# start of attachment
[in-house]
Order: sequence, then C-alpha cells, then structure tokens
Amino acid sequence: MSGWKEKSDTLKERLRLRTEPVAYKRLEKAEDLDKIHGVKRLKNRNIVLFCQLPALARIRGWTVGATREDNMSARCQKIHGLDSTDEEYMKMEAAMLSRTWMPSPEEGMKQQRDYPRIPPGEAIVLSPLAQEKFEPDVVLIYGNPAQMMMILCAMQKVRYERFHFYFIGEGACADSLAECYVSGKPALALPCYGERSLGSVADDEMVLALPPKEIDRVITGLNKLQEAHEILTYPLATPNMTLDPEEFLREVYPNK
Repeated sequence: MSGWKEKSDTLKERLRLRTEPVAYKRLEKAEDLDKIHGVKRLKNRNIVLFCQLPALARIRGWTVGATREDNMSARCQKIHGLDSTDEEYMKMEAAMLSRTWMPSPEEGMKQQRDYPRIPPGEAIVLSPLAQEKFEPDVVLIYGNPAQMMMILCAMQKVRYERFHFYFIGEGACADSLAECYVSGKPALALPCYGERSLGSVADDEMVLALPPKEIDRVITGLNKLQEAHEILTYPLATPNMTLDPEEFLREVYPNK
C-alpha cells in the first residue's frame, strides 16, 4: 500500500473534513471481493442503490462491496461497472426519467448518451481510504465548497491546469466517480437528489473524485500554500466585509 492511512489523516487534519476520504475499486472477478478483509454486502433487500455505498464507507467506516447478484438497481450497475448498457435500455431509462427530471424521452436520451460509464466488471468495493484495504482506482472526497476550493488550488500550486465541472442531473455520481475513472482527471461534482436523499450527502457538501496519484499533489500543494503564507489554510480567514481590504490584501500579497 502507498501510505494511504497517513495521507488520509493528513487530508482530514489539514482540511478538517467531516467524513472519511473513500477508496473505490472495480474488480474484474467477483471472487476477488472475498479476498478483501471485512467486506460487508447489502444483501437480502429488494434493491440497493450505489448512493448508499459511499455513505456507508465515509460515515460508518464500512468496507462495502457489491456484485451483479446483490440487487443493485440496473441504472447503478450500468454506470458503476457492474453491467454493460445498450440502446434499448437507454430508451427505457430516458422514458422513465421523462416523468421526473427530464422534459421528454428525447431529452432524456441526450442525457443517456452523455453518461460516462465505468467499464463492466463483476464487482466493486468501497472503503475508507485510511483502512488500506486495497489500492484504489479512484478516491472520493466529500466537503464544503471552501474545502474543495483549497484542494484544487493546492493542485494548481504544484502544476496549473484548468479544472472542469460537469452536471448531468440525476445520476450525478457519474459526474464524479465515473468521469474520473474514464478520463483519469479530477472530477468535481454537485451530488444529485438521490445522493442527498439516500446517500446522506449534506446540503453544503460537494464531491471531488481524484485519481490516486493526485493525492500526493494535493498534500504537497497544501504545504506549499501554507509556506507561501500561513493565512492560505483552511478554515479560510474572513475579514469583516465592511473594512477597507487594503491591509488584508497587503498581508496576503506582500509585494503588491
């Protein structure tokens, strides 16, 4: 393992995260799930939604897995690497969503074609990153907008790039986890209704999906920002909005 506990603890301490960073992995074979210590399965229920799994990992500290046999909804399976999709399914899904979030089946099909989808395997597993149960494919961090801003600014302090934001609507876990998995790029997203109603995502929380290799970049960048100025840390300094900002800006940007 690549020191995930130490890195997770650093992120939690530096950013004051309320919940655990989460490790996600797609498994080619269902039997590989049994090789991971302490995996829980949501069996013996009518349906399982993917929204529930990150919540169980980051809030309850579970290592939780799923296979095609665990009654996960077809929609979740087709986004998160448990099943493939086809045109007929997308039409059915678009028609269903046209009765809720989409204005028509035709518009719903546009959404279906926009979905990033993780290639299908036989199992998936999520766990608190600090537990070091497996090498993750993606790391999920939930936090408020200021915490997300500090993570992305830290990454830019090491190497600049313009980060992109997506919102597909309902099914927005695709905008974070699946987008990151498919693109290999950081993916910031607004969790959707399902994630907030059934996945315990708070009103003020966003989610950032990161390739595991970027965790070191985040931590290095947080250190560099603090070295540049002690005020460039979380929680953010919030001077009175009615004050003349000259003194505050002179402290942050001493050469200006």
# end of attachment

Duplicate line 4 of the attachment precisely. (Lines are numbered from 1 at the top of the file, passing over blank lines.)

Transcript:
Repeated sequence: MSGWKEKSDTLKERLRLRTEPVAYKRLEKAEDLDKIHGVKRLKNRNIVLFCQLPALARIRGWTVGATREDNMSARCQKIHGLDSTDEEYMKMEAAMLSRTWMPSPEEGMKQQRDYPRIPPGEAIVLSPLAQEKFEPDVVLIYGNPAQMMMILCAMQKVRYERFHFYFIGEGACADSLAECYVSGKPALALPCYGERSLGSVADDEMVLALPPKEIDRVITGLNKLQEAHEILTYPLATPNMTLDPEEFLREVYPNK